We’ve all seen those stop-action pictorial essays in golf or tennis magazines where a series of photos shows a famous athlete in various stages of a swing.
And under each picture is a caption jammed with details describing what is happening with his feet, knees, stride, hands, wrists, hips, eyes, head, grip, posture, weight transfer, torque, and belly-button. In addition, we are regaled with minutiae about racquet or club position, movement, arc, speed, contact, follow-through, and finish.
The whole thing is actually kind of cool. But aside from their aesthetics, what are these pictures really good for?
Do they help the readers improve their game?
Not even close!
For one thing, there isn’t an athlete alive who, by following those pictures and descriptions, could replicate that swing exactly. And that includes the athlete being pictured!
Trying to control or correct an athletic motion via this “analytical” approach is a fool’s errand. But this is the path nearly every athlete takes to improve.
Here’s why that’s a problem:
The part of the brain that analyzes and “gives orders” is called the prefrontal cortex. Now this is where it gets sticky. When the prefrontal cortex gives orders on what to do during an athletic motion, the flow of muscle memory gets disrupted. In addition, another part of the brain (the cerebellum) starts to shut down. The cerebellum is important because it controls the firing of the fast twitch muscles.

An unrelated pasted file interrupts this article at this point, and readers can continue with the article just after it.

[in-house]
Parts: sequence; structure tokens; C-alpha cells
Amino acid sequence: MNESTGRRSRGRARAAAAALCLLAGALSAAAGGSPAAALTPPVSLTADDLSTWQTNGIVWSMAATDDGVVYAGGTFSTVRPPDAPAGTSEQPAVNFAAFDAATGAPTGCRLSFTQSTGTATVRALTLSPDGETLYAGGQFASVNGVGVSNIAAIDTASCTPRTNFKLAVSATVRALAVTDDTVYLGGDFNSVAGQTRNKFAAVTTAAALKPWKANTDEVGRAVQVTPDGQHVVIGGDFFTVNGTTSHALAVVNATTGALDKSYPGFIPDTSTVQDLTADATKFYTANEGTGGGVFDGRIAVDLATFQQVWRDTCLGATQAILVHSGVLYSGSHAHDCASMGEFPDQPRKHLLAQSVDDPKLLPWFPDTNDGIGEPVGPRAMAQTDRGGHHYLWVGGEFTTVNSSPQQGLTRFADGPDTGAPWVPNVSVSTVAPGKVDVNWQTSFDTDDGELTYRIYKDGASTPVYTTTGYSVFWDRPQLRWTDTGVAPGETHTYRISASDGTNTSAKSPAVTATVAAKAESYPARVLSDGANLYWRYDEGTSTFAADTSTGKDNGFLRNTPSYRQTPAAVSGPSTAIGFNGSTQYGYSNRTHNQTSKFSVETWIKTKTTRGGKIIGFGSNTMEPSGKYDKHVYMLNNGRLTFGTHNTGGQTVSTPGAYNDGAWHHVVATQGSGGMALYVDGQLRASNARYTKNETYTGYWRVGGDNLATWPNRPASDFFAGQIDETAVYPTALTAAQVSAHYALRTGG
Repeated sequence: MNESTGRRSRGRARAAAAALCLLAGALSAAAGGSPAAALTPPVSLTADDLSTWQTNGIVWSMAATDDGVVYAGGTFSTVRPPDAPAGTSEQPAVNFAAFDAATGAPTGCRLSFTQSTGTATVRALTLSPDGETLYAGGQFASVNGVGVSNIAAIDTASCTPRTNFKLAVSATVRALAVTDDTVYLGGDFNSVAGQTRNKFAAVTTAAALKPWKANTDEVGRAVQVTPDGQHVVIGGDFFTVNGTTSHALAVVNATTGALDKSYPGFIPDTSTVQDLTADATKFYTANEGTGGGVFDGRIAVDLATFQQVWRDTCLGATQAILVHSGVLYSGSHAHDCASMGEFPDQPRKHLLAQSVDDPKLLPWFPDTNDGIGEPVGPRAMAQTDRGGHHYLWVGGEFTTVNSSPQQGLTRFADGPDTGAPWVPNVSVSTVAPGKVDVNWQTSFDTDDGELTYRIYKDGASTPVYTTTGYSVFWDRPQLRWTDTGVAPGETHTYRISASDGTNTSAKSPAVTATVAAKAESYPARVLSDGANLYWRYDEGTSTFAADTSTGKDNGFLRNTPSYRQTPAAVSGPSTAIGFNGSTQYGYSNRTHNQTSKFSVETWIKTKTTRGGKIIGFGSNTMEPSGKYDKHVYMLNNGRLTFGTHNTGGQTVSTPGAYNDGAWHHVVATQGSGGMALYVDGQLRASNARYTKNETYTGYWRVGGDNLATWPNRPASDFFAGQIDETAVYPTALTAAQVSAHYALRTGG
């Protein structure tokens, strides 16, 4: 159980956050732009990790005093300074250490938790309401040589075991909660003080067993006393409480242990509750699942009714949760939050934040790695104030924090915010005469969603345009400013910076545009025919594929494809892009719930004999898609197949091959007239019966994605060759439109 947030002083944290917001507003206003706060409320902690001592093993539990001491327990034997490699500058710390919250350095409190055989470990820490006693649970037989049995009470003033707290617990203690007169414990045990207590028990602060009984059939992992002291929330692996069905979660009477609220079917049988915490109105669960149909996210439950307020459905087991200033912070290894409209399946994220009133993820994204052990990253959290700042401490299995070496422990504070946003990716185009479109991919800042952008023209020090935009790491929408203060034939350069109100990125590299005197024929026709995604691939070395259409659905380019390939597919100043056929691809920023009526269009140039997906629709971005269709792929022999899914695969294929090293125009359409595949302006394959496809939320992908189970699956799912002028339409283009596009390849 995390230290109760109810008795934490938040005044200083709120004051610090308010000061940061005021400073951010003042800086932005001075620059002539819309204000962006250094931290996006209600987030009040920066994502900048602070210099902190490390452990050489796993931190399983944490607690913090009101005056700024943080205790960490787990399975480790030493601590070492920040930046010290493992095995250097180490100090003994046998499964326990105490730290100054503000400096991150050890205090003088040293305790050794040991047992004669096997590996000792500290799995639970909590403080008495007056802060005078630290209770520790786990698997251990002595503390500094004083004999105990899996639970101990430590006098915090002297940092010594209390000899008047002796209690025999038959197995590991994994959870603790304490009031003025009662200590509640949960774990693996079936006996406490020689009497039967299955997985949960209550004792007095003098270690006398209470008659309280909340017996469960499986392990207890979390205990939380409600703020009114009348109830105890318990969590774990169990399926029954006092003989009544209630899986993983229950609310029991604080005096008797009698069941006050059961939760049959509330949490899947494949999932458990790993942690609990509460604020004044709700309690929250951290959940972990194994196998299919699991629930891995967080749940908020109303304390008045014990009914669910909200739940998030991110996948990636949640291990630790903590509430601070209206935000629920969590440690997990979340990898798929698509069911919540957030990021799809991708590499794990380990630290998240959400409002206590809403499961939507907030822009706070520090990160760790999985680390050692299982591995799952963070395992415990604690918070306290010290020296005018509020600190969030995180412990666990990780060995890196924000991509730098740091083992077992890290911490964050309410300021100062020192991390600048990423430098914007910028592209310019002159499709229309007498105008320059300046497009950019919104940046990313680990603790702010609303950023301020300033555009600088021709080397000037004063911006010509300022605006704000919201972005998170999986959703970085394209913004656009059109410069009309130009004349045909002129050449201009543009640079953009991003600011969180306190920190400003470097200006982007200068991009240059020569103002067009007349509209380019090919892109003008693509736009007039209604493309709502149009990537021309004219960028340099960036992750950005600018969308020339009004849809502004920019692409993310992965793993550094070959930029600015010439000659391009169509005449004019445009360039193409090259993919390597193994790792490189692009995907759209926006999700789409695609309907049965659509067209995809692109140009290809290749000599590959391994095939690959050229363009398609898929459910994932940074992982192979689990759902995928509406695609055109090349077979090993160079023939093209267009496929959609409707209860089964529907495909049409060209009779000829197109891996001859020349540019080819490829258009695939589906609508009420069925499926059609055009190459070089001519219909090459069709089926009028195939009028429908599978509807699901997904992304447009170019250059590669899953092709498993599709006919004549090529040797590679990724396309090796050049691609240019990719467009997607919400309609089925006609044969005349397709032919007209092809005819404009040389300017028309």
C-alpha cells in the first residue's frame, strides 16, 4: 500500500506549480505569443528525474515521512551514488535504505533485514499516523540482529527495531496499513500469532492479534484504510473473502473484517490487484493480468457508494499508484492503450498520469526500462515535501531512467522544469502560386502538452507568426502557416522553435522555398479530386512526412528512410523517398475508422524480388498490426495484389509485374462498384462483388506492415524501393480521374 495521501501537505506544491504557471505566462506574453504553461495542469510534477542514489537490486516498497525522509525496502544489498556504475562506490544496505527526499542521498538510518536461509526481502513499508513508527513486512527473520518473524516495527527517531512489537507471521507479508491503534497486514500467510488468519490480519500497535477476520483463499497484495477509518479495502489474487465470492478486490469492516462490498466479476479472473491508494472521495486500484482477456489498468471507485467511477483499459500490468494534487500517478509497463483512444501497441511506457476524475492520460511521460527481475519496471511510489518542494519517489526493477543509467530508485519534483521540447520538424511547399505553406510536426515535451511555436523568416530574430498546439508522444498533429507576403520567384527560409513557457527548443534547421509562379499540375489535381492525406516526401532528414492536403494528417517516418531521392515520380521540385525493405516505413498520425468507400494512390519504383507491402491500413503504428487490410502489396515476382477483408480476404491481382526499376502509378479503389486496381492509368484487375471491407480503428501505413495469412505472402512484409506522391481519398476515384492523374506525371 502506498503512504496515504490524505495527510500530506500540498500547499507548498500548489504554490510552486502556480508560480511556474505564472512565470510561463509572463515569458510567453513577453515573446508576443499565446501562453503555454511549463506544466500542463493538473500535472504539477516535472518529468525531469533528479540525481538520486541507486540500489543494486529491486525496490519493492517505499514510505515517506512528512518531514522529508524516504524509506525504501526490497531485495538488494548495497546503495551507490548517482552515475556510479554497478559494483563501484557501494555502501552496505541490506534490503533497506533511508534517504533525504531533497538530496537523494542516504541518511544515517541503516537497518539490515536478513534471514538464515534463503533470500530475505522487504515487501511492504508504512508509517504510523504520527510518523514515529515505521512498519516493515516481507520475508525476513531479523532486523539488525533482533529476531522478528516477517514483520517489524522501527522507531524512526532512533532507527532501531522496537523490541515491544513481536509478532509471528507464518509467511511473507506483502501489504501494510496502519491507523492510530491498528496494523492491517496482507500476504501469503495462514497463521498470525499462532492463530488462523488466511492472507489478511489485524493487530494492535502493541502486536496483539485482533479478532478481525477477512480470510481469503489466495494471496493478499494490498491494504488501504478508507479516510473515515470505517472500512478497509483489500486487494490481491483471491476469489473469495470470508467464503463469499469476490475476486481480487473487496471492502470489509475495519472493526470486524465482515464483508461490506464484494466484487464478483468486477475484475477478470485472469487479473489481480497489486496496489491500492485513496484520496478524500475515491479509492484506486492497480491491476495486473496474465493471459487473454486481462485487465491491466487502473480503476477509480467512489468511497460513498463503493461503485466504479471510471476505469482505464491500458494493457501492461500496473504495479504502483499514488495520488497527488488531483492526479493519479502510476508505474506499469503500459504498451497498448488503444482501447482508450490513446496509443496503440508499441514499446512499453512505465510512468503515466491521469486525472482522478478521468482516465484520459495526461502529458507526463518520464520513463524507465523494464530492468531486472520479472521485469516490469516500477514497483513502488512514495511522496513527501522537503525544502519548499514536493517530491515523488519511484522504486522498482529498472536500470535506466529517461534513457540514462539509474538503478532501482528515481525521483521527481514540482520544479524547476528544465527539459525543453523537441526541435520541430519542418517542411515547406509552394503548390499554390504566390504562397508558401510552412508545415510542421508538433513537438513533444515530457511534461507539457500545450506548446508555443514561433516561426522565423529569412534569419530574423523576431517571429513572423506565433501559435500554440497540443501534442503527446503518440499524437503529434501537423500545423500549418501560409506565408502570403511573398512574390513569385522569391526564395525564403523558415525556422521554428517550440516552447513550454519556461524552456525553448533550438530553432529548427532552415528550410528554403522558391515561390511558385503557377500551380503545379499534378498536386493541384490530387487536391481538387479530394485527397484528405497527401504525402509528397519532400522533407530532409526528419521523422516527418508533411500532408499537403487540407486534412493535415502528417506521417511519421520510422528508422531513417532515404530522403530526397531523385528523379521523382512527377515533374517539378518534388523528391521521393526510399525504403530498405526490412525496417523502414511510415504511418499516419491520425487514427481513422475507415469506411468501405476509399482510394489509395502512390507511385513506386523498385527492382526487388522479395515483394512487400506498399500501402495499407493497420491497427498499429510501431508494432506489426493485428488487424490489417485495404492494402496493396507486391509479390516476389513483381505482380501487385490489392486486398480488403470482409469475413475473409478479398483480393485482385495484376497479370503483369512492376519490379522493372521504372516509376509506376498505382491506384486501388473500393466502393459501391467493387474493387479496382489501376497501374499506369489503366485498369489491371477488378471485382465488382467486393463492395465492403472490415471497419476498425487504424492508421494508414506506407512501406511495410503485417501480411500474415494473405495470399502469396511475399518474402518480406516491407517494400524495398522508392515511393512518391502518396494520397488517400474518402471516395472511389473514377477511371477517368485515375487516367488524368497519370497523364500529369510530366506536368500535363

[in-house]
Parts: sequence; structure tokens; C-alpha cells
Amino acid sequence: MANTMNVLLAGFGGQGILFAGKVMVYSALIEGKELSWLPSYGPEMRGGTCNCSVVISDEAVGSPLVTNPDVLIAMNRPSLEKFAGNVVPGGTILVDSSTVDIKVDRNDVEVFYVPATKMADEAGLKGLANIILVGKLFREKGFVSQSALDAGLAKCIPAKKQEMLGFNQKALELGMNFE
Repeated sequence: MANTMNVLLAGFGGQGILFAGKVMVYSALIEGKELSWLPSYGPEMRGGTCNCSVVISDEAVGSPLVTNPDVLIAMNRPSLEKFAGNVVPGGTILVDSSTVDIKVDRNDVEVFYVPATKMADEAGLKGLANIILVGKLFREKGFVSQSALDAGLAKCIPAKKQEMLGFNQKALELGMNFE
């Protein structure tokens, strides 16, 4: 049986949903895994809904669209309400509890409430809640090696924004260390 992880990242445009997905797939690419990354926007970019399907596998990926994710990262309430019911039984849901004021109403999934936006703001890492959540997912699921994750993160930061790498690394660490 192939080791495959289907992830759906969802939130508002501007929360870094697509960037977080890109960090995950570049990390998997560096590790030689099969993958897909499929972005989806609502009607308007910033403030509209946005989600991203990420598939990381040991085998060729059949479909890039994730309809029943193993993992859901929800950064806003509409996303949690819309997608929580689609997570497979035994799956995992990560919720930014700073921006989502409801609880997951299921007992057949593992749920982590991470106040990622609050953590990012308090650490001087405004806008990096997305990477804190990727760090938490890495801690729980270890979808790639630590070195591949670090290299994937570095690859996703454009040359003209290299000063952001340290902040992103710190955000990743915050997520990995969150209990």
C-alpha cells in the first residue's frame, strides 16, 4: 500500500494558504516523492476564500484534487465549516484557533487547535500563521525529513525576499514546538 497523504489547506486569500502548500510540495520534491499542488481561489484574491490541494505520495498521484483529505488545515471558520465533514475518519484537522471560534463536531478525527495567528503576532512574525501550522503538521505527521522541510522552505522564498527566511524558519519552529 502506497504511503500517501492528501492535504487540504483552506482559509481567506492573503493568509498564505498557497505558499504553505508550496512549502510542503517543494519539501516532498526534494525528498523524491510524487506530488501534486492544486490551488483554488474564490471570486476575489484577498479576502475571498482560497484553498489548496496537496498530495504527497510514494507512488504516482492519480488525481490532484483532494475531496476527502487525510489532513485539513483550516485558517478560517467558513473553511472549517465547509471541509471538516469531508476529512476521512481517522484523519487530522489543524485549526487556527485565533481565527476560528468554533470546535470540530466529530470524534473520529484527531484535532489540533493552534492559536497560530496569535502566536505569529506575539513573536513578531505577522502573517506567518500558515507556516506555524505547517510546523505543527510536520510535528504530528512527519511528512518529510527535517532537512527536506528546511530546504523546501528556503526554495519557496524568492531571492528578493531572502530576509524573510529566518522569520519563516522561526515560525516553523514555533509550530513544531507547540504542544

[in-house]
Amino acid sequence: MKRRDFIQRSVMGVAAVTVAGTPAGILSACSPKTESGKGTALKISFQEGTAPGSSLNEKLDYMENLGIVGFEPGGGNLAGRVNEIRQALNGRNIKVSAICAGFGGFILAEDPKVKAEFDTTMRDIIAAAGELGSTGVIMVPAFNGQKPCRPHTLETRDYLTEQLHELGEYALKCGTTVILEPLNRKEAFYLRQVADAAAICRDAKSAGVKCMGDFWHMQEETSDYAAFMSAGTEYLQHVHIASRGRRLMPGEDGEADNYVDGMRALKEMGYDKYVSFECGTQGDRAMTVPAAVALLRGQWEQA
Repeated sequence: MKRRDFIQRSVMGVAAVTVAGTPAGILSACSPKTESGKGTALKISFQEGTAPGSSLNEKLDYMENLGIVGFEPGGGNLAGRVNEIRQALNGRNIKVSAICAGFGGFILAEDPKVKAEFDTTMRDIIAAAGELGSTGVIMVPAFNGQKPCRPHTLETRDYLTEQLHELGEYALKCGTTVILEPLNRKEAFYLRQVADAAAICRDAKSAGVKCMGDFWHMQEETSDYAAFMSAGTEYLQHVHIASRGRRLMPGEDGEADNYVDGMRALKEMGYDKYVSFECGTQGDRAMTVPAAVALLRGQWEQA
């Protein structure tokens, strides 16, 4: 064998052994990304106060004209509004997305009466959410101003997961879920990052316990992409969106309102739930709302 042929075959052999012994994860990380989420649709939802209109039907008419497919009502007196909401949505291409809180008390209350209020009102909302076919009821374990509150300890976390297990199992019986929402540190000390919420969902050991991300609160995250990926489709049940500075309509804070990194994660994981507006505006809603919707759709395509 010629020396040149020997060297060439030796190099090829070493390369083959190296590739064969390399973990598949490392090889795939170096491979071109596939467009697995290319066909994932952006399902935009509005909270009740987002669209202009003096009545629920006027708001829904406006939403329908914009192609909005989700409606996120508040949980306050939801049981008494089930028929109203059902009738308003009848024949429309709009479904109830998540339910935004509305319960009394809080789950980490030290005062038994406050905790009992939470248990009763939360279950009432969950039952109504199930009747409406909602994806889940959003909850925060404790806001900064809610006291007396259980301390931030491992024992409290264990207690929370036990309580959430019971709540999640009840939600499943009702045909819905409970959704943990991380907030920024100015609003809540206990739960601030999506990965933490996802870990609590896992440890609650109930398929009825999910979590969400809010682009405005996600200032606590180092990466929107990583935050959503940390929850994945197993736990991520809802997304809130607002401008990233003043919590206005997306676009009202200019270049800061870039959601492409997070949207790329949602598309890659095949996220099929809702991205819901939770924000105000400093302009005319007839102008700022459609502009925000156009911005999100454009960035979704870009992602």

Are you curious to know what happens when muscle memory is disrupted and the fast twitch muscles don’t fire?
The motion becomes muscled … or awkward … or flawed … or rushed … or stiff … or ineffective … or all of the above. That’s what happens.
Let’s take a look at the golf swing. It is, by far, the most dissected and analyzed athletic motion in sports. And there are coaches who know what every part of the body should be doing at every single micro-second of a golf swing. When they see a mechanical flaw, they hop on it like a fumble—you’re lifting your head, you’re looping your back swing, you’re casting your wrists, you’re hitting across the ball. Their analysis is always correct. Fixing that flaw, however, is not so easy.
In my case, I knew I was casting (straightening) my wrists before striking the golf ball. I tried everything to correct it. I took lessons. I watched videos of my swing. I practiced in slow motion. I threw old golf clubs (not in anger but to get the feel of how my wrists should function). I hit thousands of balls on the range until it was too dark to see where my shots were ending up. I studied golf magazines. I visualized the correct motion. I stewed. I obsessed. Despite all that analysis and mental attention, the problem never went away.
As it turns out, swing flaws (mine included) are bi-products of how we think. That’s right! Bi-products … of … how … we … think! Once I learned how to sidestep the thought pattern that was causing my wrists to cast, the flaw disappeared instantaneously! My wrists weren’t the problem; my brain was—at least how my brain was thinking was.